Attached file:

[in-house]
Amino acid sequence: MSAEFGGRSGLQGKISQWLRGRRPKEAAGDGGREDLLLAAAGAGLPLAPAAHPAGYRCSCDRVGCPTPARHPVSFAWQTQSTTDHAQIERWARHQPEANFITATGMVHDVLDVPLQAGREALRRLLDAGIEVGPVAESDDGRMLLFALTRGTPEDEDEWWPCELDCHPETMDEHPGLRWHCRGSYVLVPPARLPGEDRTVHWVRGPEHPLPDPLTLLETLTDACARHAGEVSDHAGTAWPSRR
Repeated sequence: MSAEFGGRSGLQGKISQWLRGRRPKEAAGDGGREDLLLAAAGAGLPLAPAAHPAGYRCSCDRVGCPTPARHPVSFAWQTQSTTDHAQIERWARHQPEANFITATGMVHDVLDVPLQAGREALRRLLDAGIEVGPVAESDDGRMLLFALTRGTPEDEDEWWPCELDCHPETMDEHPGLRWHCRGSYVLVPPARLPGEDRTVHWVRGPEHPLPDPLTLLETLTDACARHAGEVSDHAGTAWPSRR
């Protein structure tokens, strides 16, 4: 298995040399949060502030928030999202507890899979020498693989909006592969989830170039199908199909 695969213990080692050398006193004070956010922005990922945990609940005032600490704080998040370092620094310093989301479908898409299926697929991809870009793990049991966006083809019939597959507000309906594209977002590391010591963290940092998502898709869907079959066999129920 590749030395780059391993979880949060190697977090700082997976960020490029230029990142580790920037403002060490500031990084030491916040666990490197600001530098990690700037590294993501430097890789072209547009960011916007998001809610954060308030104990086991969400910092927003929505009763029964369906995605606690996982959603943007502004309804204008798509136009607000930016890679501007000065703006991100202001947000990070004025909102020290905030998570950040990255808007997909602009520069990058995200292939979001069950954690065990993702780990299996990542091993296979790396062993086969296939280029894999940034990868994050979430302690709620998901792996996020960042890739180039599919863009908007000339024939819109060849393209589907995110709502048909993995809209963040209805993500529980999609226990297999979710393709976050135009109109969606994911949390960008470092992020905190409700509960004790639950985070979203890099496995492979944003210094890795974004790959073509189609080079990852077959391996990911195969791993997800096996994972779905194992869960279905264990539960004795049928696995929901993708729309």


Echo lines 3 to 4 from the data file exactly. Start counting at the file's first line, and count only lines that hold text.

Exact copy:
Repeated sequence: MSAEFGGRSGLQGKISQWLRGRRPKEAAGDGGREDLLLAAAGAGLPLAPAAHPAGYRCSCDRVGCPTPARHPVSFAWQTQSTTDHAQIERWARHQPEANFITATGMVHDVLDVPLQAGREALRRLLDAGIEVGPVAESDDGRMLLFALTRGTPEDEDEWWPCELDCHPETMDEHPGLRWHCRGSYVLVPPARLPGEDRTVHWVRGPEHPLPDPLTLLETLTDACARHAGEVSDHAGTAWPSRR
């Protein structure tokens, strides 16, 4: 298995040399949060502030928030999202507890899979020498693989909006592969989830170039199908199909 695969213990080692050398006193004070956010922005990922945990609940005032600490704080998040370092620094310093989301479908898409299926697929991809870009793990049991966006083809019939597959507000309906594209977002590391010591963290940092998502898709869907079959066999129920 590749030395780059391993979880949060190697977090700082997976960020490029230029990142580790920037403002060490500031990084030491916040666990490197600001530098990690700037590294993501430097890789072209547009960011916007998001809610954060308030104990086991969400910092927003929505009763029964369906995605606690996982959603943007502004309804204008798509136009607000930016890679501007000065703006991100202001947000990070004025909102020290905030998570950040990255808007997909602009520069990058995200292939979001069950954690065990993702780990299996990542091993296979790396062993086969296939280029894999940034990868994050979430302690709620998901792996996020960042890739180039599919863009908007000339024939819109060849393209589907995110709502048909993995809209963040209805993500529980999609226990297999979710393709976050135009109109969606994911949390960008470092992020905190409700509960004790639950985070979203890099496995492979944003210094890795974004790959073509189609080079990852077959391996990911195969791993997800096996994972779905194992869960279905264990539960004795049928696995929901993708729309």